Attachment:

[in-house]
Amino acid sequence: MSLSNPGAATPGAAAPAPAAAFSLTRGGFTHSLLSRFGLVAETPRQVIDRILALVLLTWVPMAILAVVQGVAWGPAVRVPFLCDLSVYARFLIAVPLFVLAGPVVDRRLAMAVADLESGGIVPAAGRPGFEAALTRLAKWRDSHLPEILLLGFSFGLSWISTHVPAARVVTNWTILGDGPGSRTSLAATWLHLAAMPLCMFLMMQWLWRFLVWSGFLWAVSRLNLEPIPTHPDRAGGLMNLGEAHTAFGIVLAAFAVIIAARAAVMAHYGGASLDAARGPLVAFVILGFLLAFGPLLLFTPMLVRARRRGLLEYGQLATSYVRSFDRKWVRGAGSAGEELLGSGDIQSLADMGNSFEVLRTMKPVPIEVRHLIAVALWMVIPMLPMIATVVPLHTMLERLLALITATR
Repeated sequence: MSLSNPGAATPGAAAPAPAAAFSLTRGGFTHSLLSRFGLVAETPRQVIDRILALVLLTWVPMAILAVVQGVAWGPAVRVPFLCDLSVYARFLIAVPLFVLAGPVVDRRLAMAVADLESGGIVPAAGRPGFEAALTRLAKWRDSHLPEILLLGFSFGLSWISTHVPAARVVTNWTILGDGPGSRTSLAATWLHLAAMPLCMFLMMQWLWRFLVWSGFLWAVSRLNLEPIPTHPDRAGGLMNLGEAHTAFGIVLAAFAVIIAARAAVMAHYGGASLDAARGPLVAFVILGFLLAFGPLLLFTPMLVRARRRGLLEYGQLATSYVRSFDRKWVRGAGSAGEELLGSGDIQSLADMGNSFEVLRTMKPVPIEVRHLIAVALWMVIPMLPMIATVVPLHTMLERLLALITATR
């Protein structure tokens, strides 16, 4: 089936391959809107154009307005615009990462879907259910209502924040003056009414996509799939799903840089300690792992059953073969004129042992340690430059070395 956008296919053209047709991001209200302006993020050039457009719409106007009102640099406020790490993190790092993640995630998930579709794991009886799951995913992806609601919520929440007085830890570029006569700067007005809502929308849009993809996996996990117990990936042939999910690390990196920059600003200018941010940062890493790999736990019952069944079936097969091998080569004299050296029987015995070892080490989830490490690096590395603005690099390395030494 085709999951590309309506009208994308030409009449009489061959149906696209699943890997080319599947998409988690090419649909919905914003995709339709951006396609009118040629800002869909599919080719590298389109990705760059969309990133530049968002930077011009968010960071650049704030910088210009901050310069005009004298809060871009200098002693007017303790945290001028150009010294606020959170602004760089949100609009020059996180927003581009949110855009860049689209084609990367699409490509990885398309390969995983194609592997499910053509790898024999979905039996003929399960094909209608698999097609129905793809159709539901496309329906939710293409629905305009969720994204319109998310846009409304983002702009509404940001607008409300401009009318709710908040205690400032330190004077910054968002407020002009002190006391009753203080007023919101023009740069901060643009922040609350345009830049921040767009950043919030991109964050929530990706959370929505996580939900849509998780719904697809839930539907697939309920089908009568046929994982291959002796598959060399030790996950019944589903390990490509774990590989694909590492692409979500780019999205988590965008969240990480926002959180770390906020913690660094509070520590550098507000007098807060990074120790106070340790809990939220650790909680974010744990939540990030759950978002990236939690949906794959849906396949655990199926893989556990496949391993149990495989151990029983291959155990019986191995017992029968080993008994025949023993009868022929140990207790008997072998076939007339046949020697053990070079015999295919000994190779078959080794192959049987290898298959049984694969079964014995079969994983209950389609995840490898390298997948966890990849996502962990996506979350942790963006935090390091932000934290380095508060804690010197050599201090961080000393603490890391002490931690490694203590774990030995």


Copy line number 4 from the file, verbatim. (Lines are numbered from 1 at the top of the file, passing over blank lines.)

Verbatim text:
């Protein structure tokens, strides 16, 4: 089936391959809107154009307005615009990462879907259910209502924040003056009414996509799939799903840089300690792992059953073969004129042992340690430059070395 956008296919053209047709991001209200302006993020050039457009719409106007009102640099406020790490993190790092993640995630998930579709794991009886799951995913992806609601919520929440007085830890570029006569700067007005809502929308849009993809996996996990117990990936042939999910690390990196920059600003200018941010940062890493790999736990019952069944079936097969091998080569004299050296029987015995070892080490989830490490690096590395603005690099390395030494 085709999951590309309506009208994308030409009449009489061959149906696209699943890997080319599947998409988690090419649909919905914003995709339709951006396609009118040629800002869909599919080719590298389109990705760059969309990133530049968002930077011009968010960071650049704030910088210009901050310069005009004298809060871009200098002693007017303790945290001028150009010294606020959170602004760089949100609009020059996180927003581009949110855009860049689209084609990367699409490509990885398309390969995983194609592997499910053509790898024999979905039996003929399960094909209608698999097609129905793809159709539901496309329906939710293409629905305009969720994204319109998310846009409304983002702009509404940001607008409300401009009318709710908040205690400032330190004077910054968002407020002009002190006391009753203080007023919101023009740069901060643009922040609350345009830049921040767009950043919030991109964050929530990706959370929505996580939900849509998780719904697809839930539907697939309920089908009568046929994982291959002796598959060399030790996950019944589903390990490509774990590989694909590492692409979500780019999205988590965008969240990480926002959180770390906020913690660094509070520590550098507000007098807060990074120790106070340790809990939220650790909680974010744990939540990030759950978002990236939690949906794959849906396949655990199926893989556990496949391993149990495989151990029983291959155990019986191995017992029968080993008994025949023993009868022929140990207790008997072998076939007339046949020697053990070079015999295919000994190779078959080794192959049987290898298959049984694969079964014995079969994983209950389609995840490898390298997948966890990849996502962990996506979350942790963006935090390091932000934290380095508060804690010197050599201090961080000393603490890391002490931690490694203590774990030995």